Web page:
How the Lifetime ISA could bridge the generation divide

A consistent theme in the media these days is how the financial fortunes of the older generation seem to be improving while the financial outlook for the younger generation is, well, more pessimistic.

A state pension with a guaranteed triple lock, decent final salary pensions and homes of their own that are usually mortgage free are just some of the factors that bring a spring to the step of today’s senior citizens. A number of these people will have also benefited from going to university when all the fees were paid for by the Government, or to be more precise, the tax payer.

In contrast, tuition fees and levels of student debt are at an all-time high for today’s younger generation, while owning a home is a distant dream for many people in their 20’s and 30’s given the significant deposits that are now required. Furthermore, with life expectancy today higher than ever before, the age at which today’s young workers – who have to pay out to fund the state pension for today’s retirees – can retire will soon be close to 70 years. It’s enough to make young people take to the streets.

In 2016, the Government under David Cameron’s stewardship and George Osborne as Chancellor, recognised that something had to be done to help the hard-pressed younger generation and announced plans for the Lifetime ISA, to be introduced in 2017.

Scottish Friendly has been a consistent supporter of the Lifetime ISA but we feel the initiative has been hurriedly introduced and the product is lacking in a number of ways that could limit the potential benefits to young people.

With this in mind, we have released a report that outlines a series of recommendations to enhance the Lifetime Isa (LISA) to help it achieve its potential. We are calling on the Government to recognise the flaws in the current structure of the product and reform the LISA to ensure it properly serves its dual purpose of helping young people to save for retirement or to buy their own home.

The recommendations from ‘The Future of the Lifetime ISA’ report, which was commissioned by Scottish Friendly and produced independently by the Social Market Foundation, include ensuring that those who save and invest through a LISA are just as able to benefit from employer contributions as those who invest through a traditional pension product.

The Government should also make the age at which LISA savers and investors can access their money for retirement purposes the same as pensions, namely bring it forward from 60 years to, currently, 55 years and keep access ages the same.

We are also calling on the government to remove the current age restrictions that apply to the LISA so that people can open one beyond the age of 40 and continue to save and invest into it beyond the age of 50.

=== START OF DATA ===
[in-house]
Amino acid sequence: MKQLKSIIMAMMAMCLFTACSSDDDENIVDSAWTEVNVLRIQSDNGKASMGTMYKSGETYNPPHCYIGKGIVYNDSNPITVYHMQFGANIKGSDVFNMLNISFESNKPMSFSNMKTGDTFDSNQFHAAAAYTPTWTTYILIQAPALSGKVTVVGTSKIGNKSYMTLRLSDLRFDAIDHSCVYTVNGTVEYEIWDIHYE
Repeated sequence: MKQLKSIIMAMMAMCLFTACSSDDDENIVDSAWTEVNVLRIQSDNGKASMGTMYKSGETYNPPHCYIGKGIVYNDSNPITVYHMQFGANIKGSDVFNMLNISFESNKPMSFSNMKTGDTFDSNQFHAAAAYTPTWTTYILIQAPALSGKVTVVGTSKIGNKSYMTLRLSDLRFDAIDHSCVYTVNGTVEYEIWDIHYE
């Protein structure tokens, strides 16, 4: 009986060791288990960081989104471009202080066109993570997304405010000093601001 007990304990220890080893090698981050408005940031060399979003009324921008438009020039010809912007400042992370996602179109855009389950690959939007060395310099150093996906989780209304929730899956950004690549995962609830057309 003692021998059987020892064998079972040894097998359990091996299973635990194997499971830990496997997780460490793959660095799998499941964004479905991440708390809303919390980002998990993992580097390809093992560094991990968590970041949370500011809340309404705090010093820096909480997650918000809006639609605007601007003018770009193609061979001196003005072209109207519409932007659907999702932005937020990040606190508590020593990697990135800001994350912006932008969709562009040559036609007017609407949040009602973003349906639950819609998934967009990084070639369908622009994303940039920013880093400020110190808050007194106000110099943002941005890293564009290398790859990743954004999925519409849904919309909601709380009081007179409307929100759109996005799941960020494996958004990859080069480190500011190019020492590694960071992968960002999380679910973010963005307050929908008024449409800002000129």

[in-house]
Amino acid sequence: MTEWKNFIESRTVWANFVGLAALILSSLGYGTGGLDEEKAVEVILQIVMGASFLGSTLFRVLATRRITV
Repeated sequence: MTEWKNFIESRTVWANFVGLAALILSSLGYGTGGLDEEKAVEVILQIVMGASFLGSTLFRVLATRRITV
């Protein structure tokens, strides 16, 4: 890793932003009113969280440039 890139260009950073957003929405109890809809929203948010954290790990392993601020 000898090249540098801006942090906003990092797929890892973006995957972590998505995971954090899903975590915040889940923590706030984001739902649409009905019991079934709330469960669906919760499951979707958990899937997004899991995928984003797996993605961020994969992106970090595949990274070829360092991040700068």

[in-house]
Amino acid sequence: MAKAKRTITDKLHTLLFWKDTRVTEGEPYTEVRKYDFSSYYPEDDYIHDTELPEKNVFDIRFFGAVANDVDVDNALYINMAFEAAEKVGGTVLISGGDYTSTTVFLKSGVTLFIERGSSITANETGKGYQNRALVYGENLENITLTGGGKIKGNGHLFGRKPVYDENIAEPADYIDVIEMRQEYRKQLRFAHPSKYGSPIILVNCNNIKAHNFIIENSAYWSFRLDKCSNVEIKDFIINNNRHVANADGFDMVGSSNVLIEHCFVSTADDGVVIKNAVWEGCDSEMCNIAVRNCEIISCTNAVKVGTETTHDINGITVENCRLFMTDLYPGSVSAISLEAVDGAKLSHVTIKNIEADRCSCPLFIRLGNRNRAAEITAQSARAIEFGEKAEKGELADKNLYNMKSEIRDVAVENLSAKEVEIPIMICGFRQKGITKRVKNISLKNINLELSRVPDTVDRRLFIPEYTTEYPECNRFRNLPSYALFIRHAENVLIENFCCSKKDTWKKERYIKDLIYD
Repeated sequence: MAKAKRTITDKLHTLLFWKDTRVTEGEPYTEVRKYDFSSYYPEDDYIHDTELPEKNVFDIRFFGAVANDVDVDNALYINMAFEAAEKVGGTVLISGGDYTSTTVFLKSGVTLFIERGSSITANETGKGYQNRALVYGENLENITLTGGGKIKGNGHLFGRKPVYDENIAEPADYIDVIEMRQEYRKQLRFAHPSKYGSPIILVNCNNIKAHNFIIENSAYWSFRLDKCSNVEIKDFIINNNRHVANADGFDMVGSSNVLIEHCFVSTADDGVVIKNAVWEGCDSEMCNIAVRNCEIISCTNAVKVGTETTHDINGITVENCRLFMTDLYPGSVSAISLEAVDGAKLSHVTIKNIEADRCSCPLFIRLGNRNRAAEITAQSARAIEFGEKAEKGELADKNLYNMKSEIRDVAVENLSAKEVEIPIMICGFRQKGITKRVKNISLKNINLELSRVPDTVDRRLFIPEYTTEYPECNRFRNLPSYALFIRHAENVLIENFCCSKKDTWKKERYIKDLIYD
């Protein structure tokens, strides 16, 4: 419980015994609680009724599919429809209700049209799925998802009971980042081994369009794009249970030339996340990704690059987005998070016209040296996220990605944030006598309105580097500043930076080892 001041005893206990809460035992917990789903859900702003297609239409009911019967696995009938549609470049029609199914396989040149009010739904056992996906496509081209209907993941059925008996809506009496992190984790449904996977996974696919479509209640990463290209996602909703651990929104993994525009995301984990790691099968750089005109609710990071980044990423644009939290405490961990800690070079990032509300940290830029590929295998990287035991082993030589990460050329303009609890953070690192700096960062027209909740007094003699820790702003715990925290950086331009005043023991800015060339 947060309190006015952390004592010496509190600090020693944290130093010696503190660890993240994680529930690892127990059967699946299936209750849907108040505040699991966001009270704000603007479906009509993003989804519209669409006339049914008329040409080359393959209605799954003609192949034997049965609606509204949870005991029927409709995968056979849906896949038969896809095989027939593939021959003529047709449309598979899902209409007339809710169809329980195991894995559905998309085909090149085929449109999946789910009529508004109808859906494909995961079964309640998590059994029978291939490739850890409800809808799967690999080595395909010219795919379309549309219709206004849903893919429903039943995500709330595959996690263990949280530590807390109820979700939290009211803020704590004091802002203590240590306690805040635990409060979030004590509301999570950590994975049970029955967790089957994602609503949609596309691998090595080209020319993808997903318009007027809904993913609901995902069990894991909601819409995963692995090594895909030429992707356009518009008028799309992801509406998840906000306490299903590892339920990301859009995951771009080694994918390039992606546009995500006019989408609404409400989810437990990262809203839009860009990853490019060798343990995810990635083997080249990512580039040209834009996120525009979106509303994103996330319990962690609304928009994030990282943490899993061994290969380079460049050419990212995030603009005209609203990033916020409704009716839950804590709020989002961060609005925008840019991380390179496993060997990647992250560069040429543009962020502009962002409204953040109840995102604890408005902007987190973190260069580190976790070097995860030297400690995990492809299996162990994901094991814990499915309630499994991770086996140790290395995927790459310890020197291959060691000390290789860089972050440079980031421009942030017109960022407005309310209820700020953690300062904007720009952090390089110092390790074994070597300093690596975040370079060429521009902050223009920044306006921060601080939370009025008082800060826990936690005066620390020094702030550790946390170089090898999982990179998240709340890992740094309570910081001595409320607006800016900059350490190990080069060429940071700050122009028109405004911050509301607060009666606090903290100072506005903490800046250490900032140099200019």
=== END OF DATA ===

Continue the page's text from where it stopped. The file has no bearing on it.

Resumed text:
There is no disputing that the Lifetime Isa has the potential to address the issue of record low savings levels among British households and, in particular, young people. This report highlights that the majority know they are not saving enough for retirement or are not confident they are doing so. Our findings also indicate the complexity and negative brand of pension products is acting as a deterrent and that there is a need for an alternative solution.

The purpose of the LISA is to support younger people as they save for retirement and therefore it should have the same status in relation to employer contributions as pension products. This recommendation is supported by our research which reveals nearly half (47%) of people in full-time employment said they would be more likely to use the LISA if employer contributions were included.

The LISA could have a transformative impact on many people’s lives and help them to increase their savings and investments and achieve their financial goals. To help people realise these ambitions the Government and the industry needs to focus on the potential of the LISA and remove the barriers to increased competition and product flexibility in the pensions market.

The information provided in this article was accurate at the time of publishing and should be read in the context of the date it was published. Views in this article are those of the author alone and do not necessarily represent the view of Scottish Friendly. No advice has been provided by Scottish Friendly. If you are in any doubt as to whether a savings or investment plan is suitable for you, you should contact a financial adviser for advice. If you do not have a financial adviser, you can get details of local financial advisers by visiting Advisers may charge for providing such advice and should confirm any cost beforehand.